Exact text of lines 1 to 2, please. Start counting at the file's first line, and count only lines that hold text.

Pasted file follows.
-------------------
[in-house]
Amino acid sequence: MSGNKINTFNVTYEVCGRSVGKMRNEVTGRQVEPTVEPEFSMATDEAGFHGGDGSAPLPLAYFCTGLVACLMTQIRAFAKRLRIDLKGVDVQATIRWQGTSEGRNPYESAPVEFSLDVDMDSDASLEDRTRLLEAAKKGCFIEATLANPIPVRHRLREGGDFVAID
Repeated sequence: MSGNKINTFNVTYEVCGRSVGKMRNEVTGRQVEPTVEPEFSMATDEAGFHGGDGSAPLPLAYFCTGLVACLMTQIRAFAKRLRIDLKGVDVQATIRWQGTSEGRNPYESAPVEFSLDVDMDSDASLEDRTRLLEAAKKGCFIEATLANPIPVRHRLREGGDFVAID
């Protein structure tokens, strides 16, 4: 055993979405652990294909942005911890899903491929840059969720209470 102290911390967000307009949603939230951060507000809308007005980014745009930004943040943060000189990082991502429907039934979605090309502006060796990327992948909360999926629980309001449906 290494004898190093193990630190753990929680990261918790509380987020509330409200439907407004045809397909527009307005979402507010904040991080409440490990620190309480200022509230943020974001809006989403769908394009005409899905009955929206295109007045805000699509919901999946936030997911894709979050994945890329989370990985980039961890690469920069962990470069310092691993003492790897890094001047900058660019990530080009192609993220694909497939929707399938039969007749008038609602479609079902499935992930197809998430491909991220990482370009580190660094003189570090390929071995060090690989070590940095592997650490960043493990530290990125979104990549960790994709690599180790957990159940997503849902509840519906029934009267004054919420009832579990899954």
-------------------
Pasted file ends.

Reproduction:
[in-house]
Amino acid sequence: MSGNKINTFNVTYEVCGRSVGKMRNEVTGRQVEPTVEPEFSMATDEAGFHGGDGSAPLPLAYFCTGLVACLMTQIRAFAKRLRIDLKGVDVQATIRWQGTSEGRNPYESAPVEFSLDVDMDSDASLEDRTRLLEAAKKGCFIEATLANPIPVRHRLREGGDFVAID